What draws you to historical fiction?
Historical fiction is my favorite type of fiction, the type I almost always chose to read for pleasure. I appreciate the insights it gives us to how people lived in different times, and to the passions and struggles that motivated them.

In addition, I suspect that deep down, I have an emotional reason for being drawn to historical fiction: my father taught history, and my mother taught art and is still an artist, so history and creativity have always been part of the fabric of my life. From discussing history with my father throughout my childhood, I learned to place myself into different historical eras and to imagine what it would have felt like to live in those times. As I became a writer, I wanted to use my knowledge of history to portray how the events of the outer world affect the course of individual lives.

Why is historical fiction so important to our lives?
Historical fiction can give unique insight into the history of our own families. By its very nature, historical fiction is about individuals struggling with the choices that their societies give them. Reading historical fiction is the closest we can come to experiencing what it actually felt like, in a visceral, emotional way, to live in a different time and place.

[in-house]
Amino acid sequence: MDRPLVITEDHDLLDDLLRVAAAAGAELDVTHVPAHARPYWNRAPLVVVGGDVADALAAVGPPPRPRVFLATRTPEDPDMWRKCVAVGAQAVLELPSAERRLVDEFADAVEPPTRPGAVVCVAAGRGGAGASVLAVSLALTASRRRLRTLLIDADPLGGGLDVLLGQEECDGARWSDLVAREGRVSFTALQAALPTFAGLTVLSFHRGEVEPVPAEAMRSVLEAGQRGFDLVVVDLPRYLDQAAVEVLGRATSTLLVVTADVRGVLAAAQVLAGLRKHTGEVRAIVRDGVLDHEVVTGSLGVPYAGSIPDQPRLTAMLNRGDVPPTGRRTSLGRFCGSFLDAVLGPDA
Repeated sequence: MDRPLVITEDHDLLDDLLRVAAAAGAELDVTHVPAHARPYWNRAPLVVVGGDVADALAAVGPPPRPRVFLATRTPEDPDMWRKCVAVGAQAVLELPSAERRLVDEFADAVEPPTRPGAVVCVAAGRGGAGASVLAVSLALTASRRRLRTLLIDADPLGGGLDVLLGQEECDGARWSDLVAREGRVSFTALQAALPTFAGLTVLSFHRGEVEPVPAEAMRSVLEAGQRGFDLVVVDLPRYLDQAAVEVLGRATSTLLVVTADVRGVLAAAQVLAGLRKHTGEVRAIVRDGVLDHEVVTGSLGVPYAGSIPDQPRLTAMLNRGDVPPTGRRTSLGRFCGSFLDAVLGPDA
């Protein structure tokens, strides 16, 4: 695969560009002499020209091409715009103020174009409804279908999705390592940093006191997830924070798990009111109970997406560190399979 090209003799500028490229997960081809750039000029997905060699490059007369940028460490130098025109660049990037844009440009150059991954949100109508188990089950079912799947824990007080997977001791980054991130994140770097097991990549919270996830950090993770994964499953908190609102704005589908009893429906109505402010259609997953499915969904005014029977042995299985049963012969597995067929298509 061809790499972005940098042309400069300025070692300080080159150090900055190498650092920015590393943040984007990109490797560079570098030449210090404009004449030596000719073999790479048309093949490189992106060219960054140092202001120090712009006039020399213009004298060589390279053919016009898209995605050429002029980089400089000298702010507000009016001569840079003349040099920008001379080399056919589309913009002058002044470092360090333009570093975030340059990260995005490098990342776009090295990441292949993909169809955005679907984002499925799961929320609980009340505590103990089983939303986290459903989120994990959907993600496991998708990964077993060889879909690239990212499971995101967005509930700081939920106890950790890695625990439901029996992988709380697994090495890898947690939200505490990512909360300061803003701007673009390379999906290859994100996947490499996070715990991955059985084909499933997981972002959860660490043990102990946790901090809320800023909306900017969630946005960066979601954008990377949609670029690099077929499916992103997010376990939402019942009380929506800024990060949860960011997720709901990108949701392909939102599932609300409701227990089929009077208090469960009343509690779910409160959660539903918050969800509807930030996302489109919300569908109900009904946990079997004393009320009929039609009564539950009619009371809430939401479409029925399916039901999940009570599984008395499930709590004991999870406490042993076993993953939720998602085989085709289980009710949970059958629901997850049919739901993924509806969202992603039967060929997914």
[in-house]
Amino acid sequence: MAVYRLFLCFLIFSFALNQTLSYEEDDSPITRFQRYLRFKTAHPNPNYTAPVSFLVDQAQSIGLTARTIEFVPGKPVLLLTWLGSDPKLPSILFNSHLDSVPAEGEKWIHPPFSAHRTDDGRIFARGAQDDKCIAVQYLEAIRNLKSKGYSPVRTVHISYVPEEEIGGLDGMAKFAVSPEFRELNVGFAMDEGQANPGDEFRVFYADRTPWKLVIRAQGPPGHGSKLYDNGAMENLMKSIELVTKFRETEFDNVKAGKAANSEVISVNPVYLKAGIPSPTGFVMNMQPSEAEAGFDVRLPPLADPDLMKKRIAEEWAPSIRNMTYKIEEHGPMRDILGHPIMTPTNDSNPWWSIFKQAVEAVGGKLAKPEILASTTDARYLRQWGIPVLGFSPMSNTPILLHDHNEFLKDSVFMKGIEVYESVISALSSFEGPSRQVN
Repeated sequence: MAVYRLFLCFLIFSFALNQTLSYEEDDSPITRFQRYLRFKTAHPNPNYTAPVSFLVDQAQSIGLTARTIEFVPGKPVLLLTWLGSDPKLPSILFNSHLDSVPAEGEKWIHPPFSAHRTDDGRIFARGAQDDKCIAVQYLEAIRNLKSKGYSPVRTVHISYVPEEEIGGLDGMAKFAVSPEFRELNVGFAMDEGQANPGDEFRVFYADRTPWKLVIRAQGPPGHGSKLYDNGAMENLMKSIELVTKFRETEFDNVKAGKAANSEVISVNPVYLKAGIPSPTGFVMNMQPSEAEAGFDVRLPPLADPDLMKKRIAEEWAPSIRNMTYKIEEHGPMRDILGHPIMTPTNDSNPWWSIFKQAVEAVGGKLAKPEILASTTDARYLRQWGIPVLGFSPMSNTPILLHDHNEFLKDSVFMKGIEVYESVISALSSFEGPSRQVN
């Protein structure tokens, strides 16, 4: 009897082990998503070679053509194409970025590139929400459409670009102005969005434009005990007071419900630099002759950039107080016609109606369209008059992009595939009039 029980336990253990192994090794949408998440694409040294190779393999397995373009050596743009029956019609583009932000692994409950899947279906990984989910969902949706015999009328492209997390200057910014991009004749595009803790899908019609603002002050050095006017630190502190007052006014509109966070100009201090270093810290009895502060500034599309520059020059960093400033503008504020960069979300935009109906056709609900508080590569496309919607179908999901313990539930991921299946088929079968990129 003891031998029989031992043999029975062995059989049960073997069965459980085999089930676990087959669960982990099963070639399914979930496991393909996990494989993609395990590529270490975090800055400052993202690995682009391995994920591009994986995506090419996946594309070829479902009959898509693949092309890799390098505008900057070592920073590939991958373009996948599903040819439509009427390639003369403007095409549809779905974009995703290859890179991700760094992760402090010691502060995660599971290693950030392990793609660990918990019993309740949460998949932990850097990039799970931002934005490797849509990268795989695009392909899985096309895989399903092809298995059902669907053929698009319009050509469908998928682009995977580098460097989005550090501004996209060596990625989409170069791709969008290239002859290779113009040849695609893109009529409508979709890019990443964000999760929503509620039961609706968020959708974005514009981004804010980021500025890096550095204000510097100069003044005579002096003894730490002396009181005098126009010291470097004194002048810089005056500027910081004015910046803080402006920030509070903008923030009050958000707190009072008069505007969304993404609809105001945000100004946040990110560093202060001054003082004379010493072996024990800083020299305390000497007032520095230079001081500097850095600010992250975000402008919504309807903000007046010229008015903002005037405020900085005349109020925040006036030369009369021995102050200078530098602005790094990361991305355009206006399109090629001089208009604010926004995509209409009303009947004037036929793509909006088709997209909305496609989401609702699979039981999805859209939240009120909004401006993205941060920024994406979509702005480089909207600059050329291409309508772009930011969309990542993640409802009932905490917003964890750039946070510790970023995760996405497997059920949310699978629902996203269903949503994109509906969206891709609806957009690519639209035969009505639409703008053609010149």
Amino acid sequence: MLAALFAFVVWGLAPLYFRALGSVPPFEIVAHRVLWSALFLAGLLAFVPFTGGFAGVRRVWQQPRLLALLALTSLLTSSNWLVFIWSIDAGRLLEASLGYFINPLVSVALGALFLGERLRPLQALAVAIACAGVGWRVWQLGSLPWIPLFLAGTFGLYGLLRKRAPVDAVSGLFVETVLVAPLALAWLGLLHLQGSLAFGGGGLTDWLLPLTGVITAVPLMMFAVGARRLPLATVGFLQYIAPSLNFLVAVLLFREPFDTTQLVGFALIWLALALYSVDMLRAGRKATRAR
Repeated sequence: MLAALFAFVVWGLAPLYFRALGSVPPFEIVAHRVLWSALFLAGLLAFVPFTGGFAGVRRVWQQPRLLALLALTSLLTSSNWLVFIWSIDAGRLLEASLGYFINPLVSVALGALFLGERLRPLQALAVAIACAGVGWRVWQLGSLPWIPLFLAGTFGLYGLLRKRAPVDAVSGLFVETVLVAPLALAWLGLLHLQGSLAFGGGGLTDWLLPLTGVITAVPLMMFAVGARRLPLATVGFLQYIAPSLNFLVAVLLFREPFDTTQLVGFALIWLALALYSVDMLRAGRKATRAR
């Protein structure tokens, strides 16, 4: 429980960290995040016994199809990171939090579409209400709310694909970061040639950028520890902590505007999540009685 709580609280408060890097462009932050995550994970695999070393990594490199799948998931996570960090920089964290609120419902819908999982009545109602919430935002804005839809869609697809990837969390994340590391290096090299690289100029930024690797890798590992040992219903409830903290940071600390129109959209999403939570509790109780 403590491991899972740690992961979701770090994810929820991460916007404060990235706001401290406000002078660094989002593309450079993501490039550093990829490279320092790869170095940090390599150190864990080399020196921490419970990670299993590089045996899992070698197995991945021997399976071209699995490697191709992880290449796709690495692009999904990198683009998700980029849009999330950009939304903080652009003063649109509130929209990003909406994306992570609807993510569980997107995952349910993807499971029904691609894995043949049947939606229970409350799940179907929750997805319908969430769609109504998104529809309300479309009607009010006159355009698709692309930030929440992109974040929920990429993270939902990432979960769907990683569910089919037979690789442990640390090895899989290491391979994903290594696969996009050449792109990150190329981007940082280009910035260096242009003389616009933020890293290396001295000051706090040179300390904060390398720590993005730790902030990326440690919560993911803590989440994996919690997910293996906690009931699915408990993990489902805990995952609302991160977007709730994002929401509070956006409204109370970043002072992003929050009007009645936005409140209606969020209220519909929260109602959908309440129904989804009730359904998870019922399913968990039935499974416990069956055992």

Describe your writing schedule. Do you have any rituals or routines? Do you outline?
I work best in the morning. When my son was young, I'd get up early, at least an hour and a half before he got up for school, and begin work then. I felt a tremendous sense of peace and freedom during those early morning hours, when the house was quiet and the world itself seemed fresh. As he became older, I started the schedule I follow now: enjoying a quiet breakfast, looking through the newspaper, and then getting down to work - while fighting every second the constant pull to check email. I write for three or four hours, then break for lunch. I reserve the afternoons for research and visits to the library, for the gym, my piano lesson, and various appointments.